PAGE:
Dr. Melissa Pepling Receives 3-Year NIH Grant for Ovarian Research
Journal Article Co-Authored by Dr. Jason Fridley Featured in New York Times Science Section
Dr. James Hewett Awarded National Institutes of Health Grant
Biology Professor Jason Wiles Awarded NSF EAGER Grant
Dr. Kate Lewis Is Recipient of $1.6 Million NIH Research Grant
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Our Biology Graduate Studies faculty have research interests that span the breadth of modern biology, from molecules to ecosystems. The Graduate Faculty serve as primary advisors.
The Biochemistry Graduate Faculty approaches the study of biological systems from the perspective of understanding how macromolecules are synthesized, assembled and regulated in cells and organisms. Studies are oriented toward examining the roles of protein structure and bioenergetics in controlling metabolic or physiologically important pathways.
Faculty and students interact with several other groups in the Departments of Chemistry at SU and Biochemistry and Molecular Biology at SUNY Upstate Medical Center.
Cell Biology studies address how components within cells are organized and function to allow cells to proliferate and carry out specialized roles. They also seek to determine how the shapes, movements and other behaviors of cells contribute to different biological processes. Knowledge of how cell structure, cell shape and cell behavior are regulated is critical to understanding a variety of biological processes such as cell division, development and death and it is important for the design of effective pharmaceutical agents.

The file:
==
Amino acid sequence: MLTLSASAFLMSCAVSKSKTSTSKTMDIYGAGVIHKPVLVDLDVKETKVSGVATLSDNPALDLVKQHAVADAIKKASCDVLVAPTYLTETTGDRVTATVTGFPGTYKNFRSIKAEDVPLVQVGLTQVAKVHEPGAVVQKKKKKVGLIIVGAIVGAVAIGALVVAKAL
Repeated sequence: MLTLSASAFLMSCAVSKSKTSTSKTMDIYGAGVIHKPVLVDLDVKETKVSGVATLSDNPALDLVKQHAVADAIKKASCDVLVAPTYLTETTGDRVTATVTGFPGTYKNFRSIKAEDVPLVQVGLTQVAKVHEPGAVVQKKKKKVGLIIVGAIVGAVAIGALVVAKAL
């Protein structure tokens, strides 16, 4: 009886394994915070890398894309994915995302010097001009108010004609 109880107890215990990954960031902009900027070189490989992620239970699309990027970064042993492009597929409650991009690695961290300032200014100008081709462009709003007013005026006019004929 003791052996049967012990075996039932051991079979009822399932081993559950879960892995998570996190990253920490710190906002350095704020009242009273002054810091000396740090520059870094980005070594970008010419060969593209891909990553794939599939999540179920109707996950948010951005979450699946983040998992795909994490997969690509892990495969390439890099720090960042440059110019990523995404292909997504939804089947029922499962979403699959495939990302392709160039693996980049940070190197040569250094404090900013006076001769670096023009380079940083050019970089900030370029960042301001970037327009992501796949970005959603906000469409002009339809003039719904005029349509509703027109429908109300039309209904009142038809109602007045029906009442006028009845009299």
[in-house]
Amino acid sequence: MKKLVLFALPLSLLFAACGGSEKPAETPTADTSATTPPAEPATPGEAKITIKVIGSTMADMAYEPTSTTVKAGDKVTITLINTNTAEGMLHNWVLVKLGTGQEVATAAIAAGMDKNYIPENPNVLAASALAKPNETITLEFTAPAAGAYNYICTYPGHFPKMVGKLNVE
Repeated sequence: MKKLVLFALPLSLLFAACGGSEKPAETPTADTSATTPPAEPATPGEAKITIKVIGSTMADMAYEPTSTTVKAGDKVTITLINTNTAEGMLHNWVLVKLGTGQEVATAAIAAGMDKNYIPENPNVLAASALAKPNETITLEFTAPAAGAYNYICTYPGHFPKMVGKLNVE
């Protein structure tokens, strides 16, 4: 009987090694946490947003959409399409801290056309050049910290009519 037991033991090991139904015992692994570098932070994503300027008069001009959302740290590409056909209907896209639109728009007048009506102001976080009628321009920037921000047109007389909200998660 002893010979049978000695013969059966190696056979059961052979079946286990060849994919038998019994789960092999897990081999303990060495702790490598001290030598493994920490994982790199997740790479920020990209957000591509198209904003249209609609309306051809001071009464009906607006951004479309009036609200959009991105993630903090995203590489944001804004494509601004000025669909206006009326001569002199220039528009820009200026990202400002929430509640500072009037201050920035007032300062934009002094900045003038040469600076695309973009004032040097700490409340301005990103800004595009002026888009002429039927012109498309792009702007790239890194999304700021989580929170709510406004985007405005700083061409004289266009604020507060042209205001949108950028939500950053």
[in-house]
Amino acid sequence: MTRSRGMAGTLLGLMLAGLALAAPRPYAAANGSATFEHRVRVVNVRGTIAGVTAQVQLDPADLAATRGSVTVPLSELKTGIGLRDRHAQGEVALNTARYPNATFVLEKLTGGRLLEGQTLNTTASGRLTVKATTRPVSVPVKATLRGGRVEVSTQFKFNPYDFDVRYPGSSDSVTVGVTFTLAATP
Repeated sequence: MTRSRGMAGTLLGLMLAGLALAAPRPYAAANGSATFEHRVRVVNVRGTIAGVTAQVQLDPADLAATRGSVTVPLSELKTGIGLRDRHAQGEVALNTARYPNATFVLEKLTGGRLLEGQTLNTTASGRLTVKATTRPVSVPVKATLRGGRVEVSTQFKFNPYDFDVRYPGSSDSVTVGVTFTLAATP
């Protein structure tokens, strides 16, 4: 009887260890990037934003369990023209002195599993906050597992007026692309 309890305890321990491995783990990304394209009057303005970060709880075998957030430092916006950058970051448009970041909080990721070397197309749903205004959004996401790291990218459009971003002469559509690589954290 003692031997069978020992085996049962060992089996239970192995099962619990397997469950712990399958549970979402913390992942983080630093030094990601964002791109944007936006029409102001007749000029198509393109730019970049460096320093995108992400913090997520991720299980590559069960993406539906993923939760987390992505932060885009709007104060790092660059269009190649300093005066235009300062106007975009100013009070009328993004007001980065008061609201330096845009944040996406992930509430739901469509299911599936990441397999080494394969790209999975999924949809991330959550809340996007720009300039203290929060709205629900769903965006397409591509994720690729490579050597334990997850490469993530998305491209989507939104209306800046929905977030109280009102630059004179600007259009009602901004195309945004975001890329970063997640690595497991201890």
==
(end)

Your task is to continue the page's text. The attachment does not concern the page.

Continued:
Cell biologists in our department take advantage of the tools provided by diverse areas of biology, including microscopy, molecular biology, pharmacology, biochemistry and physiology, to examine cell processes at the single molecule, single cell and cell population levels. This multi-technique approach to research problems affords students the opportunity to interact with a variety of research groups and develop a wide repertoire of scientific skills.
Specific areas of focus within the Department presently include mechanisms of cell survival, cell death and population heterogeneity, regulation of gene expression, signal transduction, and cell shape, cell type specification during development and the development of pharmacological agents.
The development of a complex, multicellular organism from a single-celled fertilized egg is a miraculous transformation that has been the subject of intense study for over a hundred years. The Developmental Biology graduate research group utilizes several well-studied experimental organisms including invertebrates such as the soil nematode Caenorhabditis elegans and the fruitfly Drosophila melanogaster, vertebrates such as zebrafish (Danio rerio) and mouse (Mus musculus), as well as the bacteria Myxococcus xanthus and Pseudomonas aeruginosa and the plant Populus. Specific aspects of development that are being studied include the role of chromatin remodeling in maintaining cell fate decisions, the signal transduction mechanisms that control germline development, the specification of different types of neurons in the vertebrate spinal cord, the role of regulated protein degradation in specific developmental events and the formation of bacterial biofilms.